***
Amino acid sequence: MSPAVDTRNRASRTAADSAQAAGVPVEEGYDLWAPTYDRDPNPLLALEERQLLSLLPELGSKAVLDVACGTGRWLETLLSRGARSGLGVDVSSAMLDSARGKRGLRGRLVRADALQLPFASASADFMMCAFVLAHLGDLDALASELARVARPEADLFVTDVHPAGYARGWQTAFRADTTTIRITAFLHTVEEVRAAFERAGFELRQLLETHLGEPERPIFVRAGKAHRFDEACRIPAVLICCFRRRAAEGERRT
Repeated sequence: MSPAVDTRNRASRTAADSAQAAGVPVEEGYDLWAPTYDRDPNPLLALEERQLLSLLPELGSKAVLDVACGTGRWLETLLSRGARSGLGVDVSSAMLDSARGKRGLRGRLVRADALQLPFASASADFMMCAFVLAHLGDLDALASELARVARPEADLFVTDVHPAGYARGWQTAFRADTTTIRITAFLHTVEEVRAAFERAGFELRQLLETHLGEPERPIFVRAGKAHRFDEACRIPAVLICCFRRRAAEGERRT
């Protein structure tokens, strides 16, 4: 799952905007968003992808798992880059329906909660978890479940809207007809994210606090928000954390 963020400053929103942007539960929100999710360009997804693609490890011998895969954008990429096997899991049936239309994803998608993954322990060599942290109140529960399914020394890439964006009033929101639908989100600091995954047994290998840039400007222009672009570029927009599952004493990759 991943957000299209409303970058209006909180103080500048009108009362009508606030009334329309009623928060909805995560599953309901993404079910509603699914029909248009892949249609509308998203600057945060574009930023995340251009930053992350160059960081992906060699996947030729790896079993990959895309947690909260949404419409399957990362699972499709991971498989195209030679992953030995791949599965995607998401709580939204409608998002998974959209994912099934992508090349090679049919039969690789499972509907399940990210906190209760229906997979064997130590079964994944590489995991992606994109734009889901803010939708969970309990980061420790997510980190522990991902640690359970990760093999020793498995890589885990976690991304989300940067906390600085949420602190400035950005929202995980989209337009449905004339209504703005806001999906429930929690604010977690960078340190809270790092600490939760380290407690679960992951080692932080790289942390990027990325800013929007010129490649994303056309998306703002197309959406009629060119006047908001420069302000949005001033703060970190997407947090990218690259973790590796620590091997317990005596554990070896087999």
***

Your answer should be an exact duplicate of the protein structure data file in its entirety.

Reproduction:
Amino acid sequence: MSPAVDTRNRASRTAADSAQAAGVPVEEGYDLWAPTYDRDPNPLLALEERQLLSLLPELGSKAVLDVACGTGRWLETLLSRGARSGLGVDVSSAMLDSARGKRGLRGRLVRADALQLPFASASADFMMCAFVLAHLGDLDALASELARVARPEADLFVTDVHPAGYARGWQTAFRADTTTIRITAFLHTVEEVRAAFERAGFELRQLLETHLGEPERPIFVRAGKAHRFDEACRIPAVLICCFRRRAAEGERRT
Repeated sequence: MSPAVDTRNRASRTAADSAQAAGVPVEEGYDLWAPTYDRDPNPLLALEERQLLSLLPELGSKAVLDVACGTGRWLETLLSRGARSGLGVDVSSAMLDSARGKRGLRGRLVRADALQLPFASASADFMMCAFVLAHLGDLDALASELARVARPEADLFVTDVHPAGYARGWQTAFRADTTTIRITAFLHTVEEVRAAFERAGFELRQLLETHLGEPERPIFVRAGKAHRFDEACRIPAVLICCFRRRAAEGERRT
């Protein structure tokens, strides 16, 4: 799952905007968003992808798992880059329906909660978890479940809207007809994210606090928000954390 963020400053929103942007539960929100999710360009997804693609490890011998895969954008990429096997899991049936239309994803998608993954322990060599942290109140529960399914020394890439964006009033929101639908989100600091995954047994290998840039400007222009672009570029927009599952004493990759 991943957000299209409303970058209006909180103080500048009108009362009508606030009334329309009623928060909805995560599953309901993404079910509603699914029909248009892949249609509308998203600057945060574009930023995340251009930053992350160059960081992906060699996947030729790896079993990959895309947690909260949404419409399957990362699972499709991971498989195209030679992953030995791949599965995607998401709580939204409608998002998974959209994912099934992508090349090679049919039969690789499972509907399940990210906190209760229906997979064997130590079964994944590489995991992606994109734009889901803010939708969970309990980061420790997510980190522990991902640690359970990760093999020793498995890589885990976690991304989300940067906390600085949420602190400035950005929202995980989209337009449905004339209504703005806001999906429930929690604010977690960078340190809270790092600490939760380290407690679960992951080692932080790289942390990027990325800013929007010129490649994303056309998306703002197309959406009629060119006047908001420069302000949005001033703060970190997407947090990218690259973790590796620590091997317990005596554990070896087999």